ERIC Number: ED339288
Record Type: RIE
Publication Date: 1991-Oct-31
Reference Count: N/A
The Measurement of Stress among College Students.
Hensley, Wayne E.
This paper reports on a study to develop a scale of stress measurement and its use with undergraduate students (N=269) at a large land grant mid-Atlantic university. Students, within the classroom setting, were given a questionnaire containing 52 potentially stressful hypothetical situations and were asked to indicate the degree of stress they would feel if they found themselves in this particular situation. Stress-related items were factored into four dimensions having a total of 20 items: death/injury to a valued other; academic achievement; general college pressures; and college nuisances. These four factors accounted for 50% of the variance of the correlation mix. Among the findings was that female students reported more heightened stress than males across all factors. Additionally, some issues of academic achievement were the stress equivalent of "death or injury to a valued other," indicating that experienced stress is dependent on circumstances. It is noted that not only was the goal of developing a measure of college life stresses accomplished, but that an enhanced understanding of the relative magnitude and the interrelationships of the stresses today's college students face was achieved. Contains three references. (GLR)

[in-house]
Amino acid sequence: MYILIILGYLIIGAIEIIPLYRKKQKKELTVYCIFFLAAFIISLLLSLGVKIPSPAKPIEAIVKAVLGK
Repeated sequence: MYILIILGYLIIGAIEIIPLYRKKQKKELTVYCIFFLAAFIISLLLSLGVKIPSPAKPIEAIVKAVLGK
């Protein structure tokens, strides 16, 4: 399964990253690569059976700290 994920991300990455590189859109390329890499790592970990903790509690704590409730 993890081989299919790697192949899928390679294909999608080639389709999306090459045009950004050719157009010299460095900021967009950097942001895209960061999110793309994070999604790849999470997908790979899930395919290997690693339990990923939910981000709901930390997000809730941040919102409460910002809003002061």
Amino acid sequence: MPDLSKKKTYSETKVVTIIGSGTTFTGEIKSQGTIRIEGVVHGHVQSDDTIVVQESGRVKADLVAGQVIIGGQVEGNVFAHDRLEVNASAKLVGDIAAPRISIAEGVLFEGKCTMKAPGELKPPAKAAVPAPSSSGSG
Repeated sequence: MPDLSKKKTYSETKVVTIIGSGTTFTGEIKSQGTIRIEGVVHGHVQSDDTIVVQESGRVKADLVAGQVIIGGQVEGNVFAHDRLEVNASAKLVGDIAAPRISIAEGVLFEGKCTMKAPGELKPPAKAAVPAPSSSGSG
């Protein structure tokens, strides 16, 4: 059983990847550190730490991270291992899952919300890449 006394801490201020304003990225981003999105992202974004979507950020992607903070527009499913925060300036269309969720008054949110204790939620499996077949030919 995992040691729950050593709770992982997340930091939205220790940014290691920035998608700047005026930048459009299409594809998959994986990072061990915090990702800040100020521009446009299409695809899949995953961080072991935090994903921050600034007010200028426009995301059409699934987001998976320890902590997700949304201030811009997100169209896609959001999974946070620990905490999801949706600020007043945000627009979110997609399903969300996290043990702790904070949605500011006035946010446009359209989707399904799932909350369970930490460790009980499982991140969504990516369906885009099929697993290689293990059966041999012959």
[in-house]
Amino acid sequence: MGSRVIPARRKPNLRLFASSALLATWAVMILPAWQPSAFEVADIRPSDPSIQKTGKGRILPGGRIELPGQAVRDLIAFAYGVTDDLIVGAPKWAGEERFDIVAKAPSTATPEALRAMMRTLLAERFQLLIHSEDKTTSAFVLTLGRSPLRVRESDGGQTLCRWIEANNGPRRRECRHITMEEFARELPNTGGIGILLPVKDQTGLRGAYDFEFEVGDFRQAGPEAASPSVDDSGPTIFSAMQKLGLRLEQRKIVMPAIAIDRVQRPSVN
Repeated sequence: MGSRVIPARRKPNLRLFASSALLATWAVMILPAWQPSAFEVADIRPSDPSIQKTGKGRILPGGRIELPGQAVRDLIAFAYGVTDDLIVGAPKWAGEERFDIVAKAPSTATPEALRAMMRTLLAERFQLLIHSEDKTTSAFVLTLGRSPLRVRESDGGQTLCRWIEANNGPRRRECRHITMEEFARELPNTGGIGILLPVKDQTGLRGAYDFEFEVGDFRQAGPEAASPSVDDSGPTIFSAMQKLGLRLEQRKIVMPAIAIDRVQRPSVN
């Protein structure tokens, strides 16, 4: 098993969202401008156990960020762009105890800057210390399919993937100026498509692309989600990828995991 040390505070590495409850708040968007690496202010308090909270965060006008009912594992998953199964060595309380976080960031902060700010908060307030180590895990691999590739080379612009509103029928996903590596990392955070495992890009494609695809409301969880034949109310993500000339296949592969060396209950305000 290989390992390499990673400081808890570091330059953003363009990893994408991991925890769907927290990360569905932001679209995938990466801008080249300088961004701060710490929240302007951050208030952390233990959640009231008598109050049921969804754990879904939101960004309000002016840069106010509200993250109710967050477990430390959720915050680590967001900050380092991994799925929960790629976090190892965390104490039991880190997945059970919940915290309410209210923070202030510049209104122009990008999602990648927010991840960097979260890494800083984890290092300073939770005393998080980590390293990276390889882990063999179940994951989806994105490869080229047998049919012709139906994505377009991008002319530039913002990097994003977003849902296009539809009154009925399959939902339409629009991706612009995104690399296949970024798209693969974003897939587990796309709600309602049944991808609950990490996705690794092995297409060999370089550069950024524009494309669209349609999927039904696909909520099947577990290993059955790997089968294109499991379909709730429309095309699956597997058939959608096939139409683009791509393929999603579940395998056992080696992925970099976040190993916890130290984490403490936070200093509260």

Publication Type: Speeches/Meeting Papers; Reports - Research
Education Level: N/A
Authoring Institution: N/A
Identifiers: Stress (Biological); Student Surveys
Note: Paper presented at the Speech Communication Association Convention (Atlanta, GA, October 31-November 3, 1991).